I'm pretty sure that any Glock based training I've had mentioned the slide stop was not a slide release.  Maybe it was one of those "Everybody knows that" facts that is wrong.  Usually the training to use the slingshot on Glocks was accompanied by a "look how flimsy the slide stop is made" comment.

 

Angus

 

 

 

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My favorite (only) semi-auto has always been the 1911.  Even when used as my duty arm, I used the "Slide Stop" as the Slide Release.  ALL of my 1911s have been delivered from the manufacturer with the extended Slide Stop/Release as well as Ambi-Extended Safety.  I personally never had one wear out.  I did have magazines that wouldn't trip the Stop.  I have never owned/shot a Glock 

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If you are shooting competitively and somehow manage to go to slide lock (because you didn't/lost count etc) … AND … need to reload … It is nice to be able to release the slide with your weak hand thumb as you are extending the gun/re-establishing your grip.

 

Some people say they can slingshot just as fast but to each his own I guess.

 

Light recoil springs (for competition) I suspect were responsible for the appearance of recoil buffers and many 1911s will not slingshot with one installed (removes too much reward slide travel for the stop to fall down). 

 

I have shot a 5 inch M&P in competition "a lot" … it is a first gen M&P and one thing I always appreciated was it's ability to release the slide by simply seating a magazine aggressively. It is actually an M&P core ... and when it has an optic mounted it is kinda tricky attempting a slingshot w/o paying attention. 

 

Of course ... it "IS" poor form to go to slide lock on a stage but sometimes it just happens (lose count / take a chance on absolutely/positively making that "last" shot to avoid a reload on the clock etc) …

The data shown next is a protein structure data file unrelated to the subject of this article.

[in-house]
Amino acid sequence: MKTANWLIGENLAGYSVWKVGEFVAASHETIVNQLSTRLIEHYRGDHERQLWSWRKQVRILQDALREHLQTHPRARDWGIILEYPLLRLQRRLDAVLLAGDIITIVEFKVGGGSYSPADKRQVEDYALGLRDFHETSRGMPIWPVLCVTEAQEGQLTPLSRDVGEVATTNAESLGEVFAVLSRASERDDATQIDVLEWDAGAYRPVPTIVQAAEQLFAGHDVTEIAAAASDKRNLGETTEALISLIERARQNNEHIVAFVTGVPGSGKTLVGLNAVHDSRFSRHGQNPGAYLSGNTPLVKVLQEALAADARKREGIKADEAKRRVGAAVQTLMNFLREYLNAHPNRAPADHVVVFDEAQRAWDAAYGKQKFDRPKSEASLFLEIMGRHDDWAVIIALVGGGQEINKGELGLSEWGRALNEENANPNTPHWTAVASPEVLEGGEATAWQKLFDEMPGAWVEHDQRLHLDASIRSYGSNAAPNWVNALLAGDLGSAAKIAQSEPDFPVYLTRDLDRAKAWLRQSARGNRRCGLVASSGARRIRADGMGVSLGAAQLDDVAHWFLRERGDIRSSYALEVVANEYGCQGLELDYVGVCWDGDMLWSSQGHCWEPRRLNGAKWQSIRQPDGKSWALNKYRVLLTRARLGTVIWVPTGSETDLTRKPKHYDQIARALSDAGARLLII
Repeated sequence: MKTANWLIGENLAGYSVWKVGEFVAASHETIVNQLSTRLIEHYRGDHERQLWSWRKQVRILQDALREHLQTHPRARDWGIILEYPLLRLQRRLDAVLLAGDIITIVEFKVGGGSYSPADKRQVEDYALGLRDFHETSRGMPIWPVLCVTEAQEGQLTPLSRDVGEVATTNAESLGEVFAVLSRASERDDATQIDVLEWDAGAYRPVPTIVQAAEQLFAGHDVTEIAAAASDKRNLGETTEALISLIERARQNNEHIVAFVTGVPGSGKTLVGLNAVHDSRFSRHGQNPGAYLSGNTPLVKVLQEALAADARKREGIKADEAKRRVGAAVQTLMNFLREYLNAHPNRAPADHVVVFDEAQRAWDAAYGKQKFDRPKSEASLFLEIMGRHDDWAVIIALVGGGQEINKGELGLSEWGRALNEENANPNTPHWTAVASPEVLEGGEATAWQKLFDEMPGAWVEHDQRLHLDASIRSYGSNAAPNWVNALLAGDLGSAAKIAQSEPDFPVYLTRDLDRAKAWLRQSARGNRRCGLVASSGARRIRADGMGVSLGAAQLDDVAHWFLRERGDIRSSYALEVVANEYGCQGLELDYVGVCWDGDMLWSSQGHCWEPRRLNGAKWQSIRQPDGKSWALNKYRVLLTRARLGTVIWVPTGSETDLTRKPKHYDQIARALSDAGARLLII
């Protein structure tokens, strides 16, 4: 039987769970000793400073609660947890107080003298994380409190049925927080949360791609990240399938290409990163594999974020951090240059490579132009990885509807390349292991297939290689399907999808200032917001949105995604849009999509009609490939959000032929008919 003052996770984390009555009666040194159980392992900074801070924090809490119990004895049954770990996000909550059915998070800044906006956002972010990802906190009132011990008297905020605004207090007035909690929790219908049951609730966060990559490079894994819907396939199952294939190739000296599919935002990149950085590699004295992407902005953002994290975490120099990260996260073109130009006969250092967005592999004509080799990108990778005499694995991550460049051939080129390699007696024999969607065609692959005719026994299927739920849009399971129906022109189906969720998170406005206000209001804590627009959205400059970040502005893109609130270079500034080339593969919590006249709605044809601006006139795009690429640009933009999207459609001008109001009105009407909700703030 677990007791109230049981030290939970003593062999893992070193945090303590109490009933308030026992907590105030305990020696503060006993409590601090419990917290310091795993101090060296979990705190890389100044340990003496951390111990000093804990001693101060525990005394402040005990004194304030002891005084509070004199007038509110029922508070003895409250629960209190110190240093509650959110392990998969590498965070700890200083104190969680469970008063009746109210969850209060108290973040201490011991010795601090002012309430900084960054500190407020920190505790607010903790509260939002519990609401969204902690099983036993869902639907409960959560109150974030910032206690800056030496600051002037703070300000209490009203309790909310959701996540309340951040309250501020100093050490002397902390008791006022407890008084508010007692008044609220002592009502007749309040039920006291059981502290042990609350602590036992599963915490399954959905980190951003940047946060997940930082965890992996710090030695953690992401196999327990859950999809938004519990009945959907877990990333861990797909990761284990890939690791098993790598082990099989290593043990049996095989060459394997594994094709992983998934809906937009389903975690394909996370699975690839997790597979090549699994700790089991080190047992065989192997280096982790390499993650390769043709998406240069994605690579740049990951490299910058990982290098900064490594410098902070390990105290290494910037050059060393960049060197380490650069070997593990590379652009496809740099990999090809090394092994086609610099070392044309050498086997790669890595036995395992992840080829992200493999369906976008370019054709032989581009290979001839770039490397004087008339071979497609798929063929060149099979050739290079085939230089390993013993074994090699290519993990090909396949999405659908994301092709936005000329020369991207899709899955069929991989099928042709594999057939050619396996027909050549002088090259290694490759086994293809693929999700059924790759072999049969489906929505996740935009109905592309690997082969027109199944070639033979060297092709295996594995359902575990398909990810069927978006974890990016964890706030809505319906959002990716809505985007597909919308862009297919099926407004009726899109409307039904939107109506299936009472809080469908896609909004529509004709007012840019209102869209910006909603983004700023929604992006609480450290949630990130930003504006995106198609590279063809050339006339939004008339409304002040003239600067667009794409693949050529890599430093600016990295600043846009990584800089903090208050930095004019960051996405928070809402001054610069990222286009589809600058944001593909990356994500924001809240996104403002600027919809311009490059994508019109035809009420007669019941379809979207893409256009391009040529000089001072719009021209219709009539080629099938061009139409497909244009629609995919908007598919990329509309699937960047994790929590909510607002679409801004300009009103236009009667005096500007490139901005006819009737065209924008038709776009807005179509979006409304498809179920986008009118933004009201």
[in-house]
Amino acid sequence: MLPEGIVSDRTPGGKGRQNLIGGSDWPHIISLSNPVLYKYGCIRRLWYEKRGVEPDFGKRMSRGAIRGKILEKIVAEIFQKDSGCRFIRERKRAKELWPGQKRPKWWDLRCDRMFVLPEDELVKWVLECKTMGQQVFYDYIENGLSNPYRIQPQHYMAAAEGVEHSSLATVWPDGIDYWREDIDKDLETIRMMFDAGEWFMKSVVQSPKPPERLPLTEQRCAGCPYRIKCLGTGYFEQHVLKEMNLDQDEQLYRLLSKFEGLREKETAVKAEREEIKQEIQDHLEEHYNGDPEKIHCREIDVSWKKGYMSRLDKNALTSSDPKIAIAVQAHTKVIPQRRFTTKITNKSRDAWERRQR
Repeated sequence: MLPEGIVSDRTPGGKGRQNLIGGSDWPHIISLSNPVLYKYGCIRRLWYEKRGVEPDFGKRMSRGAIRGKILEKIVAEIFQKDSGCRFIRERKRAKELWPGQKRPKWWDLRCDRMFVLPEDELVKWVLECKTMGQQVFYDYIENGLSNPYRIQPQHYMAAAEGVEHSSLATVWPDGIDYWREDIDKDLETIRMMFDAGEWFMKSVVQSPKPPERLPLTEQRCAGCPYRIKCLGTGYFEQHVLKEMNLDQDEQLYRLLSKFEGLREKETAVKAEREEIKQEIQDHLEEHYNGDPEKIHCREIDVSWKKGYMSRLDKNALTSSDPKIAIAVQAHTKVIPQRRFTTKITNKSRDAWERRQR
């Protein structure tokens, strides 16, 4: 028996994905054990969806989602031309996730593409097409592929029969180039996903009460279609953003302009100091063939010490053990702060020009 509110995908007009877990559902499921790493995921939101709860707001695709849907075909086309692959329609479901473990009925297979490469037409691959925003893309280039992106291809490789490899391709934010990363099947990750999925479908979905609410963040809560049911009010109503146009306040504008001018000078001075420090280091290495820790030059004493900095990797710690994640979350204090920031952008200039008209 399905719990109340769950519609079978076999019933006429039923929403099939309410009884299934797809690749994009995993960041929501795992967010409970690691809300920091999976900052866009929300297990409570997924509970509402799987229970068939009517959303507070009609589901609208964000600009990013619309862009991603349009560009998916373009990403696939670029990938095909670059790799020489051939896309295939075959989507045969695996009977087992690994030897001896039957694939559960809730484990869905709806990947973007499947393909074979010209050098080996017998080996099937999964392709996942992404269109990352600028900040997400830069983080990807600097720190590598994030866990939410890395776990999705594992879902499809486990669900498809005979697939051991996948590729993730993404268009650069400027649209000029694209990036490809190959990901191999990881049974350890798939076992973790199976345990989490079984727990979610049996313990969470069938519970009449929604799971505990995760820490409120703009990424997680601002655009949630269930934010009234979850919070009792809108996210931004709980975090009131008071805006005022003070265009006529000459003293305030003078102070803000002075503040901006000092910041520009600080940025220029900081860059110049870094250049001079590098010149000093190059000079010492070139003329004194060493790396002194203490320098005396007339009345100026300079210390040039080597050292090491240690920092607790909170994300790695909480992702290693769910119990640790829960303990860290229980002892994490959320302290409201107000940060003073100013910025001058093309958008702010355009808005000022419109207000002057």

But when it did happen it was cool (IMHO) to watch it slam forward all by itself.

 

This was something that was "fixed" in the second gen M&P and many youtube/gun forum experts immediately materialized to correct complainers … "that it is a slide stop … not a slide release" … blah blah blah …

 

Of course … everything works when you have all the time in the world … so again … I guess … "to each his own" … BUT … it is irritating to have them get on their horses (sgt tactical) and dedicate their lives to telling every errant sole "how wrong they are" …

 

AND … if the practice of releasing the slide with the little thingie on the side … instead of doing a slingshot actually did cause any significant wear … who cares??

These are competition guns (not BBQ guns) and you might actually have to do some maintenance sometimes (although I have not yet had to do so on my high mileage rock island or M&P). <_<

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While on the subject of slide stops, something else to consider.

 

This is a 45 magazine in a 1911. Notice how the slide stop teat almost completely covers the follower ledge. With this magazine the gun locks open every time.